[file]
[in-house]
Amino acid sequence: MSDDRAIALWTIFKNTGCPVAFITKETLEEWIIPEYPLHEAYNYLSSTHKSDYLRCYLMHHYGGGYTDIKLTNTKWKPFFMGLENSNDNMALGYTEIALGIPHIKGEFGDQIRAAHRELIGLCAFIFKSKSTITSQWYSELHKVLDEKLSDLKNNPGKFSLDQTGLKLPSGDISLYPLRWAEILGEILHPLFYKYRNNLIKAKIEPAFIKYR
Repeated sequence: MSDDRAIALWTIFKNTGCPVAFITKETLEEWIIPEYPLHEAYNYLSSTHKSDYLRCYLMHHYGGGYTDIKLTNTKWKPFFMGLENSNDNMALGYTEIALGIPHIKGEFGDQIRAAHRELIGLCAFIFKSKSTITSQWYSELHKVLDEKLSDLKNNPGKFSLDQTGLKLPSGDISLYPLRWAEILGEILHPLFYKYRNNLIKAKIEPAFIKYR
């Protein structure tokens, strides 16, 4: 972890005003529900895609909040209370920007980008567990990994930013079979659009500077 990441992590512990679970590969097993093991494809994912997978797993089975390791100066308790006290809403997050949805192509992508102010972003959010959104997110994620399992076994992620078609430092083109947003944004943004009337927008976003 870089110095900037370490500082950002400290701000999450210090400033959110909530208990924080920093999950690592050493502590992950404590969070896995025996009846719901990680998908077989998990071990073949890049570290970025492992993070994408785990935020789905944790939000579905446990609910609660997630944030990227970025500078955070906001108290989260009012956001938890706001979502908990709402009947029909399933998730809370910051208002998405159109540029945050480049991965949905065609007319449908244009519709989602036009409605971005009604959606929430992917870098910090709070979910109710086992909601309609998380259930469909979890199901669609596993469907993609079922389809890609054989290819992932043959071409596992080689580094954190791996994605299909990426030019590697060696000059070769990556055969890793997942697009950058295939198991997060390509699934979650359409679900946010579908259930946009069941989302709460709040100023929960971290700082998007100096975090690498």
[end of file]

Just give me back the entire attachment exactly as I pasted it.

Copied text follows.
[in-house]
Amino acid sequence: MSDDRAIALWTIFKNTGCPVAFITKETLEEWIIPEYPLHEAYNYLSSTHKSDYLRCYLMHHYGGGYTDIKLTNTKWKPFFMGLENSNDNMALGYTEIALGIPHIKGEFGDQIRAAHRELIGLCAFIFKSKSTITSQWYSELHKVLDEKLSDLKNNPGKFSLDQTGLKLPSGDISLYPLRWAEILGEILHPLFYKYRNNLIKAKIEPAFIKYR
Repeated sequence: MSDDRAIALWTIFKNTGCPVAFITKETLEEWIIPEYPLHEAYNYLSSTHKSDYLRCYLMHHYGGGYTDIKLTNTKWKPFFMGLENSNDNMALGYTEIALGIPHIKGEFGDQIRAAHRELIGLCAFIFKSKSTITSQWYSELHKVLDEKLSDLKNNPGKFSLDQTGLKLPSGDISLYPLRWAEILGEILHPLFYKYRNNLIKAKIEPAFIKYR
């Protein structure tokens, strides 16, 4: 972890005003529900895609909040209370920007980008567990990994930013079979659009500077 990441992590512990679970590969097993093991494809994912997978797993089975390791100066308790006290809403997050949805192509992508102010972003959010959104997110994620399992076994992620078609430092083109947003944004943004009337927008976003 870089110095900037370490500082950002400290701000999450210090400033959110909530208990924080920093999950690592050493502590992950404590969070896995025996009846719901990680998908077989998990071990073949890049570290970025492992993070994408785990935020789905944790939000579905446990609910609660997630944030990227970025500078955070906001108290989260009012956001938890706001979502908990709402009947029909399933998730809370910051208002998405159109540029945050480049991965949905065609007319449908244009519709989602036009409605971005009604959606929430992917870098910090709070979910109710086992909601309609998380259930469909979890199901669609596993469907993609079922389809890609054989290819992932043959071409596992080689580094954190791996994605299909990426030019590697060696000059070769990556055969890793997942697009950058295939198991997060390509699934979650359409679900946010579908259930946009069941989302709460709040100023929960971290700082998007100096975090690498």